If the theory of evolution has worked well for us -- even if this is arguable these days -- why not apply it to mobile robots?, asks Technology Research News. Several U.S. researchers just did that and trained neural networks to play the Capture the flag game. Once the neural networks were good enough at the game, they transferred them to the robots' onboard computers. These teams of mobile robots, named EvBots (for Evolution Robots), were then also able to play the game successfully. This method could be used to build environment-aware autonomous robots able to clear a minefield or find heat sources in a collapsed building within 3 to 6 years. But the researchers want to build controllers for robots that adapt to completely unknown environments. And this will not happen before 10 or maybe 50 years.
Evolutionary computing has been tapped to produce coherent robot behavior in simulation, and real robots have been used to evolve simple behavior like moving toward light sources and avoiding objects.
Researchers from North Carolina State University and the University of Utah have advanced the field by combining artificial neural networks and teams of real mobile robots to demonstrate that the behavior necessary to play Capture the Flag can be evolved in a simulation.
"The original idea... came from the desire to find a way to automatically program robots to perform tasks that humans don't know how to do, or tasks which humans don't know how to do well," said Andrew Nelson, now a visiting researcher at the University of South Florida.
After this introduction, let's look at how they developed and trained the neural networks -- and the robots.
The capture-the-flag learning behavior evolved in a computer simulation. The researchers randomly generated a large population of neural networks, then organized individual neural networks into teams of simulated robots that played tournaments of games against each other, said Nelson.
After each tournament, the losing networks were deleted from the population, and the winning neural networks were duplicated, altered slightly, and returned to the population.
When they first start learning, [the networks] are unable to drive the robots correctly or even avoid objects or one another," said Nelson. "However, some of the networks are bound to be slightly better than others and this [is] enough to get the artificial evolution process started," he said. "After that, competition will drive the process to evolve better and better networks."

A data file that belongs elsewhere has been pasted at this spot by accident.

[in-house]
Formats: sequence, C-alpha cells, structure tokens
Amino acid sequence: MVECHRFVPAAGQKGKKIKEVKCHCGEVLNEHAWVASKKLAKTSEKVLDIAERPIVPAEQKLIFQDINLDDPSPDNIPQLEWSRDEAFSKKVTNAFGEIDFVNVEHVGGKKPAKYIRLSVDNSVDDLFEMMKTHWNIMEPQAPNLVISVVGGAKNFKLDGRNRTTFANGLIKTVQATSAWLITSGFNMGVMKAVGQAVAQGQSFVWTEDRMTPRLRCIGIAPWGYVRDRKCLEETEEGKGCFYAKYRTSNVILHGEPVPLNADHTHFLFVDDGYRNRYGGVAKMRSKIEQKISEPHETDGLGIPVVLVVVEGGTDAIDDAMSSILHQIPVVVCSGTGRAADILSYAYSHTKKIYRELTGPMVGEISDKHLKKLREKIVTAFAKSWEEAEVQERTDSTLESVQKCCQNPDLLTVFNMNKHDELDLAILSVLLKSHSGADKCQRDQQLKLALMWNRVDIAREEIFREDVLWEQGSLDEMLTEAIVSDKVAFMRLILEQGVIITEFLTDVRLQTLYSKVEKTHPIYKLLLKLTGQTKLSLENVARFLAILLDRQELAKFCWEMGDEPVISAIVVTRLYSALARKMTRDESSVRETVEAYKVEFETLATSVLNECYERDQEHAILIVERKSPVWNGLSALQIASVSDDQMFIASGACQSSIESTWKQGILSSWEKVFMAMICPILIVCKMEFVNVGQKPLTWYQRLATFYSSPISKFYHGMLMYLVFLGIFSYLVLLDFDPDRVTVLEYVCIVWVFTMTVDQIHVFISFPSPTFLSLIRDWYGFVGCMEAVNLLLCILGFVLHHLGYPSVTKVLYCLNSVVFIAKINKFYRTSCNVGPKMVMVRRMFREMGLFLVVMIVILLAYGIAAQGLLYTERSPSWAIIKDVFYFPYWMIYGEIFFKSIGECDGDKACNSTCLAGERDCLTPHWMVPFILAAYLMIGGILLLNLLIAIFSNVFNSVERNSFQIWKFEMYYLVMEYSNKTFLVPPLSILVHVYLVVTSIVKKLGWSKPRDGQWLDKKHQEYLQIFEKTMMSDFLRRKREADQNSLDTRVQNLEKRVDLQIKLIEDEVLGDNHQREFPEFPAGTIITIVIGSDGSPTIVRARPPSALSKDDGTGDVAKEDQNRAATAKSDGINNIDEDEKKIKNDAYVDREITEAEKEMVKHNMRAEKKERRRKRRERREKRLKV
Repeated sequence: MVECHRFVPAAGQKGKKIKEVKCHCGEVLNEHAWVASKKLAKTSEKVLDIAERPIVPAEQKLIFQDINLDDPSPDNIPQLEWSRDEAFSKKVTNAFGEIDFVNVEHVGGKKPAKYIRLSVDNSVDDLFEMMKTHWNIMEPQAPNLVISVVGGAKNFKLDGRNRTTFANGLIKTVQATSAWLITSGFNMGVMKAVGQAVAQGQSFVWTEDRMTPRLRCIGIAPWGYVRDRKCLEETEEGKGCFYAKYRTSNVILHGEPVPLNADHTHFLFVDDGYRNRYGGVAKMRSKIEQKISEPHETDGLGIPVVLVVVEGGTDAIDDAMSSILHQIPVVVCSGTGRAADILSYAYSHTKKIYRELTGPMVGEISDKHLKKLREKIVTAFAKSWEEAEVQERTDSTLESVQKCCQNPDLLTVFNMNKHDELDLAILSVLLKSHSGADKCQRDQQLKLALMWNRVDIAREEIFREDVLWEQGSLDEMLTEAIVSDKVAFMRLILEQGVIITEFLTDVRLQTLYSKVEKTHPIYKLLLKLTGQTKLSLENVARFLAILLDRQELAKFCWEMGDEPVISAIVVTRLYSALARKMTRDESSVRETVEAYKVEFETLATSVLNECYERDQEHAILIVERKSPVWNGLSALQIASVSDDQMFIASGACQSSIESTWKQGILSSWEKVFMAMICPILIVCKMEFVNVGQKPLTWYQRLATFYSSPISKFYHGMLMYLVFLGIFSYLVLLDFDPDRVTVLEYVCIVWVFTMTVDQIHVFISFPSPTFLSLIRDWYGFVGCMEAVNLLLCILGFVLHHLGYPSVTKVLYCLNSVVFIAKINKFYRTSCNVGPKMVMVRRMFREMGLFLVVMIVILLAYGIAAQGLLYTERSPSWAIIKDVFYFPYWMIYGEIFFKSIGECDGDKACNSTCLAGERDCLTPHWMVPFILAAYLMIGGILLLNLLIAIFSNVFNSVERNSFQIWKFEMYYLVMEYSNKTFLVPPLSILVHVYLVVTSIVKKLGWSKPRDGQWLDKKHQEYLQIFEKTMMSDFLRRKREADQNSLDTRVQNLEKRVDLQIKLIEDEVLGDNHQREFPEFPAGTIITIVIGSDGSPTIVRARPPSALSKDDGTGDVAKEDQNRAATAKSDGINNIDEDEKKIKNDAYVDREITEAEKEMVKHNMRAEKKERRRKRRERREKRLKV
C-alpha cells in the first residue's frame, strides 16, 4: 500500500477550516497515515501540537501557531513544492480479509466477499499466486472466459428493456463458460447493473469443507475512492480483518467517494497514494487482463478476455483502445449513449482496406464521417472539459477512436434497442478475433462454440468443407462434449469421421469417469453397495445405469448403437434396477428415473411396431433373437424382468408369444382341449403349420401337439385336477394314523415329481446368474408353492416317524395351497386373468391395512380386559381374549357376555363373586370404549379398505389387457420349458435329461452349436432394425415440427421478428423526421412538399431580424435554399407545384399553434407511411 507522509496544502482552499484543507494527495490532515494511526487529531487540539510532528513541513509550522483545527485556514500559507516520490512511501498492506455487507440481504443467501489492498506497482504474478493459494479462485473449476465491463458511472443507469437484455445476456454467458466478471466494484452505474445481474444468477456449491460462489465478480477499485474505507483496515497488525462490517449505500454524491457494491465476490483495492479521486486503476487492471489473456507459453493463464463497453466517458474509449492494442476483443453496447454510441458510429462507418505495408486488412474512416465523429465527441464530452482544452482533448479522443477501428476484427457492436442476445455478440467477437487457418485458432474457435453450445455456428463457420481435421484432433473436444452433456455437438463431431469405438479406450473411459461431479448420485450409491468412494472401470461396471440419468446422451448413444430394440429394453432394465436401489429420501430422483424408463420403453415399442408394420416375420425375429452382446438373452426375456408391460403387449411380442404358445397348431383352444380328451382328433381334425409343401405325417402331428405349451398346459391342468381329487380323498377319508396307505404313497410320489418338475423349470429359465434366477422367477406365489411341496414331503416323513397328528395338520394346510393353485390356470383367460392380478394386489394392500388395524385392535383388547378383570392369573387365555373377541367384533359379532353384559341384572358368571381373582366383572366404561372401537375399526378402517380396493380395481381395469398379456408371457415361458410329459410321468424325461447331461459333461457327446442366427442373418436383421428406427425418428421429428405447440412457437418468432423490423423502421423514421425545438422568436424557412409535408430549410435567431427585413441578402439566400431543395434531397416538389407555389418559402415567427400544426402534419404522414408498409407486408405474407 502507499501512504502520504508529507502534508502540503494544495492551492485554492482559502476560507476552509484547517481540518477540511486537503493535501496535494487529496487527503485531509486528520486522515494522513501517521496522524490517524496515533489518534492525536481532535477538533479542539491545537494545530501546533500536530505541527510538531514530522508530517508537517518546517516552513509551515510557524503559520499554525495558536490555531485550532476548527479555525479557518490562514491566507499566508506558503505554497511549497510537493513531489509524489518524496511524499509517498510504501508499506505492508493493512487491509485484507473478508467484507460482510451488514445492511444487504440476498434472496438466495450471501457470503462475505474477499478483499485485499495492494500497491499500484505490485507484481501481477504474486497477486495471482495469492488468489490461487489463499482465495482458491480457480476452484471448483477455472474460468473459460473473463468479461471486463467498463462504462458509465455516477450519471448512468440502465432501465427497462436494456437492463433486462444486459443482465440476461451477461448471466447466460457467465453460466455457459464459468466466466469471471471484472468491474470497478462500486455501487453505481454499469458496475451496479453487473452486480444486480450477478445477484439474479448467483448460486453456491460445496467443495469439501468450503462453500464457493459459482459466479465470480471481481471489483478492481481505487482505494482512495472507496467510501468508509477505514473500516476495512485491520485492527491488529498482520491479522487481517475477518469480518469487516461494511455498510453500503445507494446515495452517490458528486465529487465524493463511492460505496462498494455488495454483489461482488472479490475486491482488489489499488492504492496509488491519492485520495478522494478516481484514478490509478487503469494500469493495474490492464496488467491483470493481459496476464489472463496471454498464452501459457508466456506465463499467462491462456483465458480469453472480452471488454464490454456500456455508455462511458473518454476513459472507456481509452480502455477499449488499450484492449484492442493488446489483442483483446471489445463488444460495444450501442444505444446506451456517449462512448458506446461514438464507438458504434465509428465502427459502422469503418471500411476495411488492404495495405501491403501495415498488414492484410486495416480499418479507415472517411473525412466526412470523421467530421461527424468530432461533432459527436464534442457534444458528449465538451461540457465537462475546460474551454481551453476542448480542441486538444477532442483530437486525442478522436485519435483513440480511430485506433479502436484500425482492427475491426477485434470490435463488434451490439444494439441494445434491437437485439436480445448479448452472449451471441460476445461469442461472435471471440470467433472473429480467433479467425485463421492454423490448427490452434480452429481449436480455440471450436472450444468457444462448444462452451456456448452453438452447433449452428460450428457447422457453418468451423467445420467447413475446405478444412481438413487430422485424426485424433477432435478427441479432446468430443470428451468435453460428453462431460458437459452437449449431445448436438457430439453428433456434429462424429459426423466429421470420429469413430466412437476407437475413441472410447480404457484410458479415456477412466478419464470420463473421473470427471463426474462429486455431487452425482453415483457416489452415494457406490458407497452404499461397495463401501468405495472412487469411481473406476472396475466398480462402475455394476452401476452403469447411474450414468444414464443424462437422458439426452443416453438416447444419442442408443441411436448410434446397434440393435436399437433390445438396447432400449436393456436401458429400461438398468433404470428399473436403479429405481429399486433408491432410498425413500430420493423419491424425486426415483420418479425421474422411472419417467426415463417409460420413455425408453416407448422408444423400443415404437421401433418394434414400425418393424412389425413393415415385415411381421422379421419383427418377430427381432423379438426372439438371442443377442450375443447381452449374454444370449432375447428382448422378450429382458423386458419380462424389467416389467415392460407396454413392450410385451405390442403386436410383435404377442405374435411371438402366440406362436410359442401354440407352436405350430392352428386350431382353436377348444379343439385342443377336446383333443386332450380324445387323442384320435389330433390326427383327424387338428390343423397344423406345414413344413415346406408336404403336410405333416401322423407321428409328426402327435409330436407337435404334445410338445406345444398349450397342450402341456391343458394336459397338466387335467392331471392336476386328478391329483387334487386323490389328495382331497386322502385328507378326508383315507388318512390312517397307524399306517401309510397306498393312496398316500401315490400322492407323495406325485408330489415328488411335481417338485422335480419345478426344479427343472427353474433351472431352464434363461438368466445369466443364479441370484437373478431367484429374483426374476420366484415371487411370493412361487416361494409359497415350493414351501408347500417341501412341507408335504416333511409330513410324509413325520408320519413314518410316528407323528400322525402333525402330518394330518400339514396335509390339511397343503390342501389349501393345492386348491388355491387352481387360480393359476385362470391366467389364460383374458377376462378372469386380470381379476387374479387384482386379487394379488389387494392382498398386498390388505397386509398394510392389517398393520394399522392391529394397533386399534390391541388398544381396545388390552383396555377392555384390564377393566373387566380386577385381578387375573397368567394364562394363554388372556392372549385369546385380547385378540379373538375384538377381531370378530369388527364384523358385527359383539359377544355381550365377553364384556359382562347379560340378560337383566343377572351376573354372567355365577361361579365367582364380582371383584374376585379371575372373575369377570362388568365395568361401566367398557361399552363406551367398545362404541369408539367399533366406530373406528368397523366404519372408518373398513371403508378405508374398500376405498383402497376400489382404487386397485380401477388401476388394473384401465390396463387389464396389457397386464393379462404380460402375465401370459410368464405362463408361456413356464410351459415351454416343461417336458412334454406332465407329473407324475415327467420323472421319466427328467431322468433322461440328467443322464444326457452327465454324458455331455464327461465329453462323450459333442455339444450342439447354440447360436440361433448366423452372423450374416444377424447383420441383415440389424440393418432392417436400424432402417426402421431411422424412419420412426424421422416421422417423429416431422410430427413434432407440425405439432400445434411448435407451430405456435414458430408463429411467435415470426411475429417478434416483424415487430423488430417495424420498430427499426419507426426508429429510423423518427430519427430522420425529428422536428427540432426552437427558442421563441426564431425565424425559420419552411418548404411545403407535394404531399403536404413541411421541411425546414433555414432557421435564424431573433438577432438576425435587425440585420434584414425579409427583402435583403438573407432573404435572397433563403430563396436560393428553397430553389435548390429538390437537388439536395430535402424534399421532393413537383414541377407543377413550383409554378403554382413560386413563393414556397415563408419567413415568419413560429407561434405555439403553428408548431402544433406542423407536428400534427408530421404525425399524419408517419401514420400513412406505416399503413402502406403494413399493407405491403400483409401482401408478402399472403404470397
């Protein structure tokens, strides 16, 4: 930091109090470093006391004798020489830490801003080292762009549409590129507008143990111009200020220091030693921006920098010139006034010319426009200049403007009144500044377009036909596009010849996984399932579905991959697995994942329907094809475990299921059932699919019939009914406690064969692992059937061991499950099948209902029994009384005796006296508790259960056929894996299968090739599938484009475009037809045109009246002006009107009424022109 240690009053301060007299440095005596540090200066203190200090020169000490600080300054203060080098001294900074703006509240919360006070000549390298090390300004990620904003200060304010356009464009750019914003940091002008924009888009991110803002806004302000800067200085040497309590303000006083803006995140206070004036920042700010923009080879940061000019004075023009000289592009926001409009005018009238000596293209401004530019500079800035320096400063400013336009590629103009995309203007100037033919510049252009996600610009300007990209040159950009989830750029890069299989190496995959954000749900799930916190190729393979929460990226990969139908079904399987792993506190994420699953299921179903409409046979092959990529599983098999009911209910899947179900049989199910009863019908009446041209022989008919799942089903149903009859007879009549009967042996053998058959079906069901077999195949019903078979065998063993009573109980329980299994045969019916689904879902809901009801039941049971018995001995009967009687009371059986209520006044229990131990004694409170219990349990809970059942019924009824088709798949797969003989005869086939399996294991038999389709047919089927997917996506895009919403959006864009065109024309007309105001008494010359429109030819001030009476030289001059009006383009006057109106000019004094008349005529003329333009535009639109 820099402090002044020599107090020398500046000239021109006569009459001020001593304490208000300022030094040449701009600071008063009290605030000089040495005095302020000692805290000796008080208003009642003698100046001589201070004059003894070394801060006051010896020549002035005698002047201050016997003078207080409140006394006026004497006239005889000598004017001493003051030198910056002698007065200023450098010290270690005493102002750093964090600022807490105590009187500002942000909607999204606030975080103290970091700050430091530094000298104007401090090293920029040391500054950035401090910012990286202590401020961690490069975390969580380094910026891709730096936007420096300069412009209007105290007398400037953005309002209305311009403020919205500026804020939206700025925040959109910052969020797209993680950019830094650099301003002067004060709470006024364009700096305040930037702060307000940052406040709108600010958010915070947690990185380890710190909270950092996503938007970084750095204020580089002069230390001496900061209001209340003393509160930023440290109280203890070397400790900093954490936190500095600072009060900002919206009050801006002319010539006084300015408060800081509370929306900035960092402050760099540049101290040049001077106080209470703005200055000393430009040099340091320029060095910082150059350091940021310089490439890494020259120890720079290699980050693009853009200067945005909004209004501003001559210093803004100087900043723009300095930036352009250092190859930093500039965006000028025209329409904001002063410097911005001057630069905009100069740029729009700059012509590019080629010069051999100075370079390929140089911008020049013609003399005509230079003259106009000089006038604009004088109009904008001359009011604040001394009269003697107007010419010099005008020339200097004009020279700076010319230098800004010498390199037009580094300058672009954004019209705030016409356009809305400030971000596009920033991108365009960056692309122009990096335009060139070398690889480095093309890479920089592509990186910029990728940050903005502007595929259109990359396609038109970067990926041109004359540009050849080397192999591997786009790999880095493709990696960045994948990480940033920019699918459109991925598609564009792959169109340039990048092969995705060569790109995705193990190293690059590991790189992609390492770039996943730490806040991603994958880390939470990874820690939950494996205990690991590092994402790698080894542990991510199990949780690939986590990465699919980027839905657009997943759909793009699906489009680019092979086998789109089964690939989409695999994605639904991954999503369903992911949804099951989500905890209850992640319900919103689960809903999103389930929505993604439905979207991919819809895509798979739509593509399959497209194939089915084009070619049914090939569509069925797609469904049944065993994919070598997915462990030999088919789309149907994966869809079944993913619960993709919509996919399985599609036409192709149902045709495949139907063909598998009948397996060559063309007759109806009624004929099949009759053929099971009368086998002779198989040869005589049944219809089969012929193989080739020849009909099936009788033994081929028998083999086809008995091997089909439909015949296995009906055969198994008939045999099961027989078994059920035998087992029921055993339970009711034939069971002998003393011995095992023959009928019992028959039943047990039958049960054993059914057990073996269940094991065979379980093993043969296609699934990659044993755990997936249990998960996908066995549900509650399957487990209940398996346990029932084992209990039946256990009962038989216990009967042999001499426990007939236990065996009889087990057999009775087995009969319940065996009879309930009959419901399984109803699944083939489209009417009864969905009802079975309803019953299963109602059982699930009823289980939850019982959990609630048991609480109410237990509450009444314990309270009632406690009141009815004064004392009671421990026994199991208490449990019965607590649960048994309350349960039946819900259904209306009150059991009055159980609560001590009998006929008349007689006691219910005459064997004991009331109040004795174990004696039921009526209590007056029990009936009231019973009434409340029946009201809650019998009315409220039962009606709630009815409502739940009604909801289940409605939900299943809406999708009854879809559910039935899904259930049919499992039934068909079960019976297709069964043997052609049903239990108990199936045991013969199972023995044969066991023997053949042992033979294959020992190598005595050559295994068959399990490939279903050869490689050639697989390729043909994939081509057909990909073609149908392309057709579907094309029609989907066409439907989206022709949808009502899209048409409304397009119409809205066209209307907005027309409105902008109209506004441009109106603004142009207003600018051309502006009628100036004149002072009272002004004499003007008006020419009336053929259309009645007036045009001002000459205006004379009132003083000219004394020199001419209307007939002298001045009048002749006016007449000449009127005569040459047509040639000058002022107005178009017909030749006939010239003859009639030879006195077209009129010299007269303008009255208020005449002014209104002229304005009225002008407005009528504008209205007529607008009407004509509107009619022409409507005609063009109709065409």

After several hundred generations, the neural networks had evolved well enough to play the game competently and were transferred into real robots for testing in a real environment. "The trained neural networks were copied directly onto the real robots' onboard computers," said Nelson.
||Here are two EvBots trying to find their way (Credit: Center for Robotics and Intelligent Machines (CRIM), North Carolina State University).|
What can we expect from these robots trained by evolution?
The method could be used to automatically tune well-defined components of robot control systems, said Nelson. "For example, a robot might retune its object avoidance mechanisms upon entering a new environment -- outdoors vs. inside," he said. This could be used practically in 3 to 6 years, he said.
The long-term benefit of evolutionary robotics research is that it may lead to controllers for robots that can automatically adapt to unknown environments, said Nelson. This ability is many years off, however -- more than 10, and perhaps as many as 50 years, he said.
The research work was published by the Robotics and Autonomous Systems journal in its March 31, 2004 issue (Volume 46, Issue 3, Pages 135-150) under the name "Evolution of neural controllers for competitive game playing with teams of mobile robots." Here are the links to the abstract and to the full report (PDF format, 16 pages, 443 KB). If the paper is quite technical, it also contains dozens of diagrams and illustrations showing the training process.
Finally, here is another approach to build team building for robots, described in this previous story, "Robots Developing Team Building Skills."
Sources: Kimberly Patch, Technology Research News, May 19/26, 2004; and various websites